Try to disconnect, for a moment, from all the fallout talk following the Brexit referendum result.
I believe that both the UK and indeed the world are facing far bigger economic and political problems right now. I’ve been writing about “secular stagnation” and potential deflation for ages. Today I want to look again at these issues and also at a possible solution.
Here’s a recent Bloomberg piece on the subject:
“Crazy things are happening in the world economy. In Europe and Japan, interest rates have turned negative, something long thought impossible. In the US, workers’ productivity is improving at the feeblest five-year rate since 1982. China is a confusing welter of slumping growth and asset bubbles.
“Through it all, Federal Reserve Chair Janet Yellen practices the central banker’s art of draining the drama from any situation. She insists that conditions are returning to normal, albeit slowly. Her favoured approach, “data dependence,” is non-predictive and non-committal, like finding your way in the dark by pointing a flashlight at your toes”.
If you’re also seriously unimpressed by the US Fed constantly changing its mind about the timing of the next move in interest rates, you’re in good company.
The guy who nearly became the head honcho at the Fed – and who would have done a much better job than Yellen, in my view – is Harvard economist Lawrence Summers. He’d agree with you, hands down. He reckons that central banks are out of their depth.
The term “secular stagnation” isn’t, of course, my invention. It was devised in the Great Depression by another Harvard economist called Alvin Hansen to describe “sick recoveries which die in their infancy, and depressions which feed on themselves and leave a hard and seemingly immovable form of unemployment.”
It implies that we can’t simply look forward to a cyclical recovery in growth: the problem is much deeper-rooted that that.
And in November 2013 it was Lawrence Summers who told the IMF in Washington all about modern-day secular stagnation.
While the world economy is struggling along, the onus of generating a sustainable pick-up in GDP growth has almost entirely been entrusted to central banks such as the Fed, Bank of England, European Central Bank (ECB) and the Bank of Japan.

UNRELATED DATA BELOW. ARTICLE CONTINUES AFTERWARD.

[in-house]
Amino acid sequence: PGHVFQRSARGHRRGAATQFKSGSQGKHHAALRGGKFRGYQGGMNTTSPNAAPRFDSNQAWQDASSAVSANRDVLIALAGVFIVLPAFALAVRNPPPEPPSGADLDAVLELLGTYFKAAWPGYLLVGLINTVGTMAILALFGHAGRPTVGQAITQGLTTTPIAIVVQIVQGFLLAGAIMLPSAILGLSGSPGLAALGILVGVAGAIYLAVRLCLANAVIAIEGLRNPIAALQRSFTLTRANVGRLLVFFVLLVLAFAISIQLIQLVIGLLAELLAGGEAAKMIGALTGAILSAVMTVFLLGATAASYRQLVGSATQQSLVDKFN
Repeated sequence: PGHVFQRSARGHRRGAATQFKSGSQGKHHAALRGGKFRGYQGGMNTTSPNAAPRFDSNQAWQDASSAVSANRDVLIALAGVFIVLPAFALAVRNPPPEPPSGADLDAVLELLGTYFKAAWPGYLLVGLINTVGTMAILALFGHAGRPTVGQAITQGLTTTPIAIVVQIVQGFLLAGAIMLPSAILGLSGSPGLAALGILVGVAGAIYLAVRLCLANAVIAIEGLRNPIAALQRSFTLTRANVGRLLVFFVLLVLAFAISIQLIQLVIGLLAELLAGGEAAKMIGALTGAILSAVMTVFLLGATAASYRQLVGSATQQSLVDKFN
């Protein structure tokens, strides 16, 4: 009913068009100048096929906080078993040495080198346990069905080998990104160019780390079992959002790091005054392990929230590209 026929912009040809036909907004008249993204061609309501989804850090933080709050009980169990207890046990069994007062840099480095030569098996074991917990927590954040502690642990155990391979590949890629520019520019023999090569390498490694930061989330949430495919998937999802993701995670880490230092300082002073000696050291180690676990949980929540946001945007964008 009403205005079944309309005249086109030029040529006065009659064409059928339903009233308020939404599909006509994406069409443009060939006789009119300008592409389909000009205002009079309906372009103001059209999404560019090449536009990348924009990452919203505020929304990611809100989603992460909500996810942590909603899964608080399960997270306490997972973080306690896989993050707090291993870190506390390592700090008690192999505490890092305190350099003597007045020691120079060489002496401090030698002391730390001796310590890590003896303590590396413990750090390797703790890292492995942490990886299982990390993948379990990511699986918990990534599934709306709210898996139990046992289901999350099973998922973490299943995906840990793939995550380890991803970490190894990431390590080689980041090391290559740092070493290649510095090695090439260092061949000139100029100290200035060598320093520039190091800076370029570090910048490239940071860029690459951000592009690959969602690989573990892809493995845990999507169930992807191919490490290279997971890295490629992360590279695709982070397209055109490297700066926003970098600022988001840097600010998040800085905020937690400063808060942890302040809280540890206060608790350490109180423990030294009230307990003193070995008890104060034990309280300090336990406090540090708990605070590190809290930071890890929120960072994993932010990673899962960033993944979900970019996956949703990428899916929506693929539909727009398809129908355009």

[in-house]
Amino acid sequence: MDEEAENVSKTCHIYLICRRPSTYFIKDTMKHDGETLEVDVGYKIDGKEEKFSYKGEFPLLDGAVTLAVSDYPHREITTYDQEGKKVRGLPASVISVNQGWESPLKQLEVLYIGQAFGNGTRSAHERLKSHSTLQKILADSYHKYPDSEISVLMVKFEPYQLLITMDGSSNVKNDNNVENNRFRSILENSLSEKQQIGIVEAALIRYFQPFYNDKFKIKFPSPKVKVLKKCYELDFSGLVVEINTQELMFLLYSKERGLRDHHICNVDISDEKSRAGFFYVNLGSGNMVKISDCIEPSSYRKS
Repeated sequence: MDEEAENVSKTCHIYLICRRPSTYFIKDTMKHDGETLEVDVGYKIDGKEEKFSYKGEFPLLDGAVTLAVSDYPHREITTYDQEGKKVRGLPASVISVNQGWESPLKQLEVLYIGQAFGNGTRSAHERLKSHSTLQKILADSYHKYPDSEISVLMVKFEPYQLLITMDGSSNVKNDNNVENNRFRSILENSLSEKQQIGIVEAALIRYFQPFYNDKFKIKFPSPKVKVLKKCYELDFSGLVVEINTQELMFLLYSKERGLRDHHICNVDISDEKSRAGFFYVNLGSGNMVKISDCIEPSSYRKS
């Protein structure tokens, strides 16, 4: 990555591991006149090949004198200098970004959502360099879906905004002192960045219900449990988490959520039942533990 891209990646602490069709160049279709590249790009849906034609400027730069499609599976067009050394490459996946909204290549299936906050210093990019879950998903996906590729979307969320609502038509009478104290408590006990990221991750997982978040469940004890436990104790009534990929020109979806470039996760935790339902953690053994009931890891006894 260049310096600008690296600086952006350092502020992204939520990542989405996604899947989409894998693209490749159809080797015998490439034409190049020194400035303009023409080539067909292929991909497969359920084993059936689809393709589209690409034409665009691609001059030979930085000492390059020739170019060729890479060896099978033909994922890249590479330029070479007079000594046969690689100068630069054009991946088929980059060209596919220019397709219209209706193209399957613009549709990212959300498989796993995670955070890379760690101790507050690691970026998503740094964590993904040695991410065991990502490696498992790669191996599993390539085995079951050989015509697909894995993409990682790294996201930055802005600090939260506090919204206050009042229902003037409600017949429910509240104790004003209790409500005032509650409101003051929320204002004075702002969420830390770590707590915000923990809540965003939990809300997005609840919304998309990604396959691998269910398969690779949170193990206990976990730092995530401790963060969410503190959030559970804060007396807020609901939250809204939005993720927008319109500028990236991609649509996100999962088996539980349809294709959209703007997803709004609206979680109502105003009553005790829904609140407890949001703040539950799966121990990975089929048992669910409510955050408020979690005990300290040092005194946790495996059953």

Their approach continues to be one-dimensional: cut interest rates to the bone, or even encourage negative levels, while monetising debt and maybe equity too via quantitative easing (QE). We saw the latest dose of this last week from the Bank of England.
Secular stagnation spreads between countries via currency wars as exporters try to gain an edge by lowering the value of their currencies.
Trouble is, present policies aren’t likely to work any better going forward than they have so far. Something extra is needed. Governments need to up the ante.
Why growth remains weak
Cue Larry Summers’s view. He reckons that global growth remains sluggish because there’s a chronic shortage of demand for goods and services while there are excess savings.
It largely boils down to demographics. As the population in Western countries ages, it saves more. As the rich get richer due to QE, they save more.
Everyone’s chasing ever-lower yields, which lowers returns made on capital. As the latter are also declining due to diminished growth in output and productivity, investment is reduced below the level needed to soak up those savings.
Meanwhile the US, for example, has the lowest infrastructure investment rate since WWII. The answer, says Summers, is that fiscal policy needs to play a much bigger role than it has done so far. That means far more state spending on the likes of repairing existing roads and building more carriageways.
Sounds familiar? It will do to Strategic Intelligence readers. The need for more infrastructure spending is one of our key themes right now.
Just in case this sounds too much like Keynesian theory – i.e. lots of economic management – free market solutions would be export promotion, removing useless/bureaucratic rules and regulations, encouraging higher levels of corresponding private sector investment as well as creating fiscal incentives to induce companies to build factories.
Tax cuts for lower earners would result in higher consumer spending rather than more saving.
Is any of this likely to happen?
To be fair to the Fed, Bloomberg notes that Janet Yellen “has tiptoed around secular stagnation, referring to the theory but not endorsing it”.
But, it adds:
“…her right-hand man, Vice Chair Stanley Fischer, who taught Summers, Bernanke, and ECB President Mario Draghi at MIT and once ran Israel’s central bank, seems more open to the idea that something fundamental has changed.
“Speaking to academic economists in San Francisco in January, he referred to “the secular stagnation hypothesis, forcefully put forward by Larry Summers in a number of papers.” He even entertained one of Mr Summers’ solutions for the savings/investment imbalance: government spending on long-term projects.”
I don’t like economic lectures any more than I suspect you do. So to sum this up: Larry Summers strongly believes that bolstering demand can reverse the vicious circle of excess saving and chronic under-investment.
Gradually, productive potential can be boosted.
At Strategic Intelligence, we reckon this makes good sense. And as I’ve previously noted, far from crowding out private sector investment, higher government infrastructure spending could pay for itself and actually induce more of it.
This has to be the way forward for the post-Brexit UK economy.